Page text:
Control Engineering Motors, Drives, & Motion Control eNewsletter for April 2003
VOLUME 4, NUMBER 3
More Ethernet connections for motor/motion controls
As many as nine drives can be hooked to ABB's intelligent Ethernet module. It measures 4 x 3 x 1.5 in. (h x d x w).
Ethernet continues to connect with motor and motion control and related technologies to monitor, configure, and more.
A new Ethernet module from ABB allows motor drive system alerts to be sent directly to operator personnel, much like any other e-mail. Called NETA-01, the intelligent Ethernet module connects any ABB drive equipped with a fiber-optic link and standard Web browser to the Internet.
NETA-01 becomes a key tool for remote users in petrochemical, water/wastewater, oil and gas, and pumping applications, for example. It is suited as well to mission-critical manufacturing plants. 'The alert, regarding any critical drive functions, arrives to any point where you monitor your e-mail,'' says Steve Weingarth, application engineering manager for ABB Inc., Automation Technologies, Drives, Motors & Machines (New Berlin, WI).
Alternatively, operators can use the module to quickly check the performance of any selected drive or motor. Remote monitoring, configuration, diagnostics, and control (when needed) are done through a PC with an Internet connection. This link also can provide process-related information from the drive, such as load level, run time, energy consumption, and I/O data.
Depending on drive type, the Ethernet module mounts inside or outside the drive, connected via optic cables. NETA-01 comes with an embedded server and all software needed for user interface, communication, and data storage. The module supports the usual HTTP, IP, TCP, SMTP, BOOTP, UDP, Telnet, FTP, and Modbus/TCP protocols.
For more information, visit the ABB website .
In related news, Galil Motion Control (Rocklin, CA) recently announced that it has tested and approved an Ethernet-enabled graphics operator interface terminal (OIT) designed by QSI Corp . (Salt Lake City, UT), for use with Galil's Ethernet motion controllers.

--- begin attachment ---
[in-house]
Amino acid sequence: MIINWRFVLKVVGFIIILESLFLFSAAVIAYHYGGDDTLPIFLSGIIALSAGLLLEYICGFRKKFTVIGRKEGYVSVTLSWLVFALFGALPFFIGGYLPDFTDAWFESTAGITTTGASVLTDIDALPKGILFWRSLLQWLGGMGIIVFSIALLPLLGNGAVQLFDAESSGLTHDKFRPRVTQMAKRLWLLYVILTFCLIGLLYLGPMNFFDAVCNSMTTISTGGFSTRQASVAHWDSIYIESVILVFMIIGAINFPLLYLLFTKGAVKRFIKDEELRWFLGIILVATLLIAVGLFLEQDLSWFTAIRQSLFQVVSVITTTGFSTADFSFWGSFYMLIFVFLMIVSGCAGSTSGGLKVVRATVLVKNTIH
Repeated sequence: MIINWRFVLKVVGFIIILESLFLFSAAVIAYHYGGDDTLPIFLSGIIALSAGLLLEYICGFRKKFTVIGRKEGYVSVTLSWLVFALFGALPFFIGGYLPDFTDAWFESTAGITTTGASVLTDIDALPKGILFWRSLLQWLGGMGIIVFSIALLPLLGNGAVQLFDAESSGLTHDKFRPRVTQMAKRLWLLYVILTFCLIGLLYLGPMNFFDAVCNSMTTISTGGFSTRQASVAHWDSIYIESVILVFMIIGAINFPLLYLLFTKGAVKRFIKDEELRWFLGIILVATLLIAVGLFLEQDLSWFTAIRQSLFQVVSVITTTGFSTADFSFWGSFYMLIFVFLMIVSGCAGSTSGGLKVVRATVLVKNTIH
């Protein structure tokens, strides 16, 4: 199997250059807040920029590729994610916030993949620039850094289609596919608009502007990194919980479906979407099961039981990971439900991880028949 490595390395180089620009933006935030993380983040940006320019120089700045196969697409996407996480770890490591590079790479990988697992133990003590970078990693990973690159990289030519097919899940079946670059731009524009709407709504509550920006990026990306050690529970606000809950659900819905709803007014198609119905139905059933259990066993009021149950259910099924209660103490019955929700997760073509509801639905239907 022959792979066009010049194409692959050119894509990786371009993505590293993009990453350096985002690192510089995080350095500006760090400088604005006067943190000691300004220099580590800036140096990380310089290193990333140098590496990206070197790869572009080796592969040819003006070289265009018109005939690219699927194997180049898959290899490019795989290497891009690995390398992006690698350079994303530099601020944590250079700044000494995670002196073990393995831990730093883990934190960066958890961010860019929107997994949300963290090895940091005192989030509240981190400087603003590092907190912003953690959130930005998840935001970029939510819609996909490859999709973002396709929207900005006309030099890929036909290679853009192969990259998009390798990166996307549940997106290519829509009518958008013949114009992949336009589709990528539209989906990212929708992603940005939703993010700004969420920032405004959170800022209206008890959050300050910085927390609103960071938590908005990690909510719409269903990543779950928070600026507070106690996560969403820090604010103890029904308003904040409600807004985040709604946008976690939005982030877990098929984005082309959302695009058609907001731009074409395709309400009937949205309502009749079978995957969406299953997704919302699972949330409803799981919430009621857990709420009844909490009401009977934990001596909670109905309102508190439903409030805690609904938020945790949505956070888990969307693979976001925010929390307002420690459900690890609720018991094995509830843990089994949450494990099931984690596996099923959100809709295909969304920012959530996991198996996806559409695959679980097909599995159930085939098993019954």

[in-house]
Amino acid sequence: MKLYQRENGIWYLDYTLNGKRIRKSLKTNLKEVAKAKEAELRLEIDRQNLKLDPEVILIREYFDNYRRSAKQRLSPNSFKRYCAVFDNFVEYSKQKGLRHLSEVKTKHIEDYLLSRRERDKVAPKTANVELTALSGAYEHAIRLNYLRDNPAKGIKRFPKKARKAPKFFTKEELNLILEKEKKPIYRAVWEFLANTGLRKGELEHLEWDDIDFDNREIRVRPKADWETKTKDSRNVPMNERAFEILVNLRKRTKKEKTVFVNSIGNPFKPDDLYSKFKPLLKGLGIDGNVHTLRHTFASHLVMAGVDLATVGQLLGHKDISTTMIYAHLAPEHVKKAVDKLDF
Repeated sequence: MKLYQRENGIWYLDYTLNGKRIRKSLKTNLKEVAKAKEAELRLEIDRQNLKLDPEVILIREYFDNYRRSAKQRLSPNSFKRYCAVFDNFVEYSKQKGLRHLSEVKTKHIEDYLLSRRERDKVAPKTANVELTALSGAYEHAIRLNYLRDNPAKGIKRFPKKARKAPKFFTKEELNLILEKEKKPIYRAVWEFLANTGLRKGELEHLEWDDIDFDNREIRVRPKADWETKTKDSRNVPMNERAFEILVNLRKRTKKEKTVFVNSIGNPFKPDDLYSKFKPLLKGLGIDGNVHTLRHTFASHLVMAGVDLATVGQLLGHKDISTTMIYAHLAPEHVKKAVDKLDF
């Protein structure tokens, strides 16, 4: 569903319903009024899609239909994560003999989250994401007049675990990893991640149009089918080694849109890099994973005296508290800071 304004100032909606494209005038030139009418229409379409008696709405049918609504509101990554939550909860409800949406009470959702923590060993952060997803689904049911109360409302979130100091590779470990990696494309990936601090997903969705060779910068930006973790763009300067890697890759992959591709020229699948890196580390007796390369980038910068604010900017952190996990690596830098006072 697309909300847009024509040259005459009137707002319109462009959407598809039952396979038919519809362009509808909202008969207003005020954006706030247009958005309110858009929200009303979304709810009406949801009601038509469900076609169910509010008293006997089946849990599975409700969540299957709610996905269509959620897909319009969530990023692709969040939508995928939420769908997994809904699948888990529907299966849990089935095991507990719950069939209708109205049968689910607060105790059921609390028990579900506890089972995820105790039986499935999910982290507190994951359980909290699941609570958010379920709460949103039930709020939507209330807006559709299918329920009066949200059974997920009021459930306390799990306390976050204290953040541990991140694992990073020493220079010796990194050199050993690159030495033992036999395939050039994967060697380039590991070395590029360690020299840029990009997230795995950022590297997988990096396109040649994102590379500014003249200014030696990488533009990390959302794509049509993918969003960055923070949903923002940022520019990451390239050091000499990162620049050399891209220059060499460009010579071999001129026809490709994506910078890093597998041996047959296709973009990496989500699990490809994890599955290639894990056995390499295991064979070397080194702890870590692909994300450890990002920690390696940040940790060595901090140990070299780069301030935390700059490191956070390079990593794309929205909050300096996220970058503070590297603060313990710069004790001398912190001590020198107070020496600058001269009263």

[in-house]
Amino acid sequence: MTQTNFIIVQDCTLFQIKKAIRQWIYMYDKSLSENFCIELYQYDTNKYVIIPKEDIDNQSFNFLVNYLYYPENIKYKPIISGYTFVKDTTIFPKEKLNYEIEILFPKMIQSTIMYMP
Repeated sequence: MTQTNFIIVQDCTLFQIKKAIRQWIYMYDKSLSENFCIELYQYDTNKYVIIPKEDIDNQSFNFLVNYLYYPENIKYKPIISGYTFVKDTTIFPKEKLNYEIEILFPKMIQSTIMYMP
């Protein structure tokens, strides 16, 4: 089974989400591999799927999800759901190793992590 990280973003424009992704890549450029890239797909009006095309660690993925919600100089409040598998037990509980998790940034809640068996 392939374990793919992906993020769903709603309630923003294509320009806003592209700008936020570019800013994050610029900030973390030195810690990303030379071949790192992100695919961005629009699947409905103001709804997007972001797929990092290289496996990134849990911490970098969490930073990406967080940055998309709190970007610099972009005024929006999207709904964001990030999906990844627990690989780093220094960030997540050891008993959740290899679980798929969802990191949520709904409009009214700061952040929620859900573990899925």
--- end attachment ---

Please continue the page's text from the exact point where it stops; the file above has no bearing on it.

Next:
Ease of use is said to be high on the list of features for the operator terminal named Qterm-G124. It comes from Qlarity Foundry screen-builder software, which includes an objects library jointly developed by QSI and Galil. Users reportedly can build intelligent applications quickly by placing library objects on screen and ''changing their properties and events associated with them [to suit specific needs],'' according to Lisa Wade, vice president of marketing for Galil.
Qterm-G124 operates from 10-26 V dc. It has 320 x 240 pixel, color-graphic LCD touchscreen; EIA-232 serial port; 10Base-T Ethernet connection; 1 Mb flash/16 Mb RAM; and NEMA 4, CE-certified housing, among other features. Qterm-G124 sells for $879 (single quantity) and is available directly from QSI.
Servo drive is super-compact, economical
Harmonica reportedly brings the cost of a servo motion axis into the $700 range.
What kind of servo drive capabilities do you expect from a diminutive 150-g (5.3 oz) package? Here is a glimpse at one of the highly capable miniature servo products coming to market.
Elmo Motion Control (Petach Tikva, Israel; Windsor, CT) has recently launched Harmonica digital servo drive, offering 750 W (1 hp) output for the control of either brush dc or brushless motors. The servo drive also incorporates various commutation methods-sinusoidal and trapezoidal vector control, trapezoidal six-step, and dc-high-efficiency power switching, and distributed networking via CANopen DS-301 protocol.
Basic configuration for Harmonica is a trimmerless velocity servo amplifier. Four models are available: standard and advanced versions, each with either RS-232 or CANopen communication option. Velocity, current, and commutation function adjustments are made through a PC, using RS-232 or CANopen. The drive runs on 12-180 V dc input, while a 24-V dc power supply serves dual duty as an auxiliary and backup power source. Particularly for servo positioning systems, ''power backup'' is an essential safety feature. Software-based tuning can be done manually or automatically.